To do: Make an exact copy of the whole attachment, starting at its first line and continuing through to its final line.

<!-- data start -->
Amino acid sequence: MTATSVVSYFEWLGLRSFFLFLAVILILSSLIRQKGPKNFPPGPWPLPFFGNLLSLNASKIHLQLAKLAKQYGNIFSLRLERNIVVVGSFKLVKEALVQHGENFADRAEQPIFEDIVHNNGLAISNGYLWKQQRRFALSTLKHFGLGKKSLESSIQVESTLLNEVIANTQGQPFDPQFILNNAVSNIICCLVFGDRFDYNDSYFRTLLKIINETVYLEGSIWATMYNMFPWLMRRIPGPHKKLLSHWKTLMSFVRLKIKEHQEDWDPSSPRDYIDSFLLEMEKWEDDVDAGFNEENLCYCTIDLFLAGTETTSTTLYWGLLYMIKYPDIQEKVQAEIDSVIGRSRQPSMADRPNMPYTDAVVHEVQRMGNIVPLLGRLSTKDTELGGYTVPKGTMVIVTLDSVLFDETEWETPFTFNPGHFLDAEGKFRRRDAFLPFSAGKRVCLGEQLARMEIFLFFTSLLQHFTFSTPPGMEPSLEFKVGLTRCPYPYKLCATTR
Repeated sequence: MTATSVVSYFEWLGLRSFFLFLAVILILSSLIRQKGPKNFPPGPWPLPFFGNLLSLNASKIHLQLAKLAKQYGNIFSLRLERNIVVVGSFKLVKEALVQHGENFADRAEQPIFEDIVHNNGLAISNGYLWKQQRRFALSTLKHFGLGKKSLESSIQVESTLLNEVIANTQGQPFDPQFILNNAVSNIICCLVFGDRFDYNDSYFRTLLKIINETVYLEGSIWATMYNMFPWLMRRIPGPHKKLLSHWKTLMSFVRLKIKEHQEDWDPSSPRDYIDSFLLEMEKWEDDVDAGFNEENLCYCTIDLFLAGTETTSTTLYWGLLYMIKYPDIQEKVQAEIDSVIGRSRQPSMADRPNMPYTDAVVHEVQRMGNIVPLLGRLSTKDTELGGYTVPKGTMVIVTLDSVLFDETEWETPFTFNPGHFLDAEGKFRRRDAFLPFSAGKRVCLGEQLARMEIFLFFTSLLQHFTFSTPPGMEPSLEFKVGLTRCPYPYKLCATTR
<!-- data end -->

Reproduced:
Amino acid sequence: MTATSVVSYFEWLGLRSFFLFLAVILILSSLIRQKGPKNFPPGPWPLPFFGNLLSLNASKIHLQLAKLAKQYGNIFSLRLERNIVVVGSFKLVKEALVQHGENFADRAEQPIFEDIVHNNGLAISNGYLWKQQRRFALSTLKHFGLGKKSLESSIQVESTLLNEVIANTQGQPFDPQFILNNAVSNIICCLVFGDRFDYNDSYFRTLLKIINETVYLEGSIWATMYNMFPWLMRRIPGPHKKLLSHWKTLMSFVRLKIKEHQEDWDPSSPRDYIDSFLLEMEKWEDDVDAGFNEENLCYCTIDLFLAGTETTSTTLYWGLLYMIKYPDIQEKVQAEIDSVIGRSRQPSMADRPNMPYTDAVVHEVQRMGNIVPLLGRLSTKDTELGGYTVPKGTMVIVTLDSVLFDETEWETPFTFNPGHFLDAEGKFRRRDAFLPFSAGKRVCLGEQLARMEIFLFFTSLLQHFTFSTPPGMEPSLEFKVGLTRCPYPYKLCATTR
Repeated sequence: MTATSVVSYFEWLGLRSFFLFLAVILILSSLIRQKGPKNFPPGPWPLPFFGNLLSLNASKIHLQLAKLAKQYGNIFSLRLERNIVVVGSFKLVKEALVQHGENFADRAEQPIFEDIVHNNGLAISNGYLWKQQRRFALSTLKHFGLGKKSLESSIQVESTLLNEVIANTQGQPFDPQFILNNAVSNIICCLVFGDRFDYNDSYFRTLLKIINETVYLEGSIWATMYNMFPWLMRRIPGPHKKLLSHWKTLMSFVRLKIKEHQEDWDPSSPRDYIDSFLLEMEKWEDDVDAGFNEENLCYCTIDLFLAGTETTSTTLYWGLLYMIKYPDIQEKVQAEIDSVIGRSRQPSMADRPNMPYTDAVVHEVQRMGNIVPLLGRLSTKDTELGGYTVPKGTMVIVTLDSVLFDETEWETPFTFNPGHFLDAEGKFRRRDAFLPFSAGKRVCLGEQLARMEIFLFFTSLLQHFTFSTPPGMEPSLEFKVGLTRCPYPYKLCATTR